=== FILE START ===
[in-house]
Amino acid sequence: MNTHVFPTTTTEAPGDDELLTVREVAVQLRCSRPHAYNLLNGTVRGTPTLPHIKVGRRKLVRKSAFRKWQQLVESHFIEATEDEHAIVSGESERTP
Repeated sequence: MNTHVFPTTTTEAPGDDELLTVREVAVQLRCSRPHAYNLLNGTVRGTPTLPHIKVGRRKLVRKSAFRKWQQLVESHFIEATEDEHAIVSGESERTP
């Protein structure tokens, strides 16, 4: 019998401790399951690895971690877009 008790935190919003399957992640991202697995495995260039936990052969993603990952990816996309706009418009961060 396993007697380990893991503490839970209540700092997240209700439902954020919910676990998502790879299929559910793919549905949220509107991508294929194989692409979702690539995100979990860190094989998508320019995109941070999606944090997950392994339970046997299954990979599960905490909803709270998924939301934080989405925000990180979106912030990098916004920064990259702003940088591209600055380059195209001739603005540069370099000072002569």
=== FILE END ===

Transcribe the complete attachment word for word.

[in-house]
Amino acid sequence: MNTHVFPTTTTEAPGDDELLTVREVAVQLRCSRPHAYNLLNGTVRGTPTLPHIKVGRRKLVRKSAFRKWQQLVESHFIEATEDEHAIVSGESERTP
Repeated sequence: MNTHVFPTTTTEAPGDDELLTVREVAVQLRCSRPHAYNLLNGTVRGTPTLPHIKVGRRKLVRKSAFRKWQQLVESHFIEATEDEHAIVSGESERTP
């Protein structure tokens, strides 16, 4: 019998401790399951690895971690877009 008790935190919003399957992640991202697995495995260039936990052969993603990952990816996309706009418009961060 396993007697380990893991503490839970209540700092997240209700439902954020919910676990998502790879299929559910793919549905949220509107991508294929194989692409979702690539995100979990860190094989998508320019995109941070999606944090997950392994339970046997299954990979599960905490909803709270998924939301934080989405925000990180979106912030990098916004920064990259702003940088591209600055380059195209001739603005540069370099000072002569």